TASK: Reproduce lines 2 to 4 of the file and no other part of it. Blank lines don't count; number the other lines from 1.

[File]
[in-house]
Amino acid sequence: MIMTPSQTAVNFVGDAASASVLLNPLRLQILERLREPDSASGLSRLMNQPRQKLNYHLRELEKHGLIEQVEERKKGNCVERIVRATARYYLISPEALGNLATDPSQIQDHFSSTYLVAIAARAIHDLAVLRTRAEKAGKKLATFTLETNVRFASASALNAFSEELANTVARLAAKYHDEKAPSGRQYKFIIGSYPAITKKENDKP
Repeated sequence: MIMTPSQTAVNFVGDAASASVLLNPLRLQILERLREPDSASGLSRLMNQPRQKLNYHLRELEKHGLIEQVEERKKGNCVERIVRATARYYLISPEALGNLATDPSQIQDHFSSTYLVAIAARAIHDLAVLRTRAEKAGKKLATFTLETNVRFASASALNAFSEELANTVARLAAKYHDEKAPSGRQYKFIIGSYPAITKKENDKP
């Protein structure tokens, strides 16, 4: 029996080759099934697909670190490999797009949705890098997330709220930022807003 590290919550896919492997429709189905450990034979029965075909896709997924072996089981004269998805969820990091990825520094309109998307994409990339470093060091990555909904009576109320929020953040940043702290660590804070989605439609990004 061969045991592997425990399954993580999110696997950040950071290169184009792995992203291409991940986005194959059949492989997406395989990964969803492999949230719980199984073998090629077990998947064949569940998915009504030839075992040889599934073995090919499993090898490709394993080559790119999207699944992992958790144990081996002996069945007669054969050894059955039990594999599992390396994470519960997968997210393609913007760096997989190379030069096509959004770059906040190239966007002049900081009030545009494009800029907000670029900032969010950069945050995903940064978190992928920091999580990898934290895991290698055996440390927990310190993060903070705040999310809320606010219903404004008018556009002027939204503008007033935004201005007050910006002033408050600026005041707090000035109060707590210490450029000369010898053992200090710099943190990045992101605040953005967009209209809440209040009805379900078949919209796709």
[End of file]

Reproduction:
Amino acid sequence: MIMTPSQTAVNFVGDAASASVLLNPLRLQILERLREPDSASGLSRLMNQPRQKLNYHLRELEKHGLIEQVEERKKGNCVERIVRATARYYLISPEALGNLATDPSQIQDHFSSTYLVAIAARAIHDLAVLRTRAEKAGKKLATFTLETNVRFASASALNAFSEELANTVARLAAKYHDEKAPSGRQYKFIIGSYPAITKKENDKP
Repeated sequence: MIMTPSQTAVNFVGDAASASVLLNPLRLQILERLREPDSASGLSRLMNQPRQKLNYHLRELEKHGLIEQVEERKKGNCVERIVRATARYYLISPEALGNLATDPSQIQDHFSSTYLVAIAARAIHDLAVLRTRAEKAGKKLATFTLETNVRFASASALNAFSEELANTVARLAAKYHDEKAPSGRQYKFIIGSYPAITKKENDKP
């Protein structure tokens, strides 16, 4: 029996080759099934697909670190490999797009949705890098997330709220930022807003 590290919550896919492997429709189905450990034979029965075909896709997924072996089981004269998805969820990091990825520094309109998307994409990339470093060091990555909904009576109320929020953040940043702290660590804070989605439609990004 061969045991592997425990399954993580999110696997950040950071290169184009792995992203291409991940986005194959059949492989997406395989990964969803492999949230719980199984073998090629077990998947064949569940998915009504030839075992040889599934073995090919499993090898490709394993080559790119999207699944992992958790144990081996002996069945007669054969050894059955039990594999599992390396994470519960997968997210393609913007760096997989190379030069096509959004770059906040190239966007002049900081009030545009494009800029907000670029900032969010950069945050995903940064978190992928920091999580990898934290895991290698055996440390927990310190993060903070705040999310809320606010219903404004008018556009002027939204503008007033935004201005007050910006002033408050600026005041707090000035109060707590210490450029000369010898053992200090710099943190990045992101605040953005967009209209809440209040009805379900078949919209796709």